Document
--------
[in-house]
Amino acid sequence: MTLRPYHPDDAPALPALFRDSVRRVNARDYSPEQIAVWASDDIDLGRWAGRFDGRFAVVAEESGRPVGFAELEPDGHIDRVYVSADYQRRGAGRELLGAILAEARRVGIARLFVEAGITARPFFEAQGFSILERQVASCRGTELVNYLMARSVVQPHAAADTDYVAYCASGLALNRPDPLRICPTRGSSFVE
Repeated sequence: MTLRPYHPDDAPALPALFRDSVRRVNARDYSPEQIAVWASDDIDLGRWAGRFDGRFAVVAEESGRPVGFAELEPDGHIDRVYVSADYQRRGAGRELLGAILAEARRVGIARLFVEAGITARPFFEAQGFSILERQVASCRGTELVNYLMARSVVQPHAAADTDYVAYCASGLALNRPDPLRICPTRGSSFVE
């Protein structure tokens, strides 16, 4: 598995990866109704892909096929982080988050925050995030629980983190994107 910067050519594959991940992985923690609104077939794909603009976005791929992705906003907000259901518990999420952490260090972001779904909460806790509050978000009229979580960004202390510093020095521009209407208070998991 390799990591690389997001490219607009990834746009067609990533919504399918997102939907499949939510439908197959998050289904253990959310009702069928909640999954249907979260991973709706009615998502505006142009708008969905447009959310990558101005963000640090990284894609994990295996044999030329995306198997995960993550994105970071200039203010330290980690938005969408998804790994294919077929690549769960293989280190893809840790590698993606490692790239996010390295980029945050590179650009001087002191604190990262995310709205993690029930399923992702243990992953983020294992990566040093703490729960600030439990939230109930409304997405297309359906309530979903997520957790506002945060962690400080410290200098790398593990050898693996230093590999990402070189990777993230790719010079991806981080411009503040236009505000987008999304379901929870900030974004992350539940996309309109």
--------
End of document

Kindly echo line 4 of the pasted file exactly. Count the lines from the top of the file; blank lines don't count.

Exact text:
């Protein structure tokens, strides 16, 4: 598995990866109704892909096929982080988050925050995030629980983190994107 910067050519594959991940992985923690609104077939794909603009976005791929992705906003907000259901518990999420952490260090972001779904909460806790509050978000009229979580960004202390510093020095521009209407208070998991 390799990591690389997001490219607009990834746009067609990533919504399918997102939907499949939510439908197959998050289904253990959310009702069928909640999954249907979260991973709706009615998502505006142009708008969905447009959310990558101005963000640090990284894609994990295996044999030329995306198997995960993550994105970071200039203010330290980690938005969408998804790994294919077929690549769960293989280190893809840790590698993606490692790239996010390295980029945050590179650009001087002191604190990262995310709205993690029930399923992702243990992953983020294992990566040093703490729960600030439990939230109930409304997405297309359906309530979903997520957790506002945060962690400080410290200098790398593990050898693996230093590999990402070189990777993230790719010079991806981080411009503040236009505000987008999304379901929870900030974004992350539940996309309109």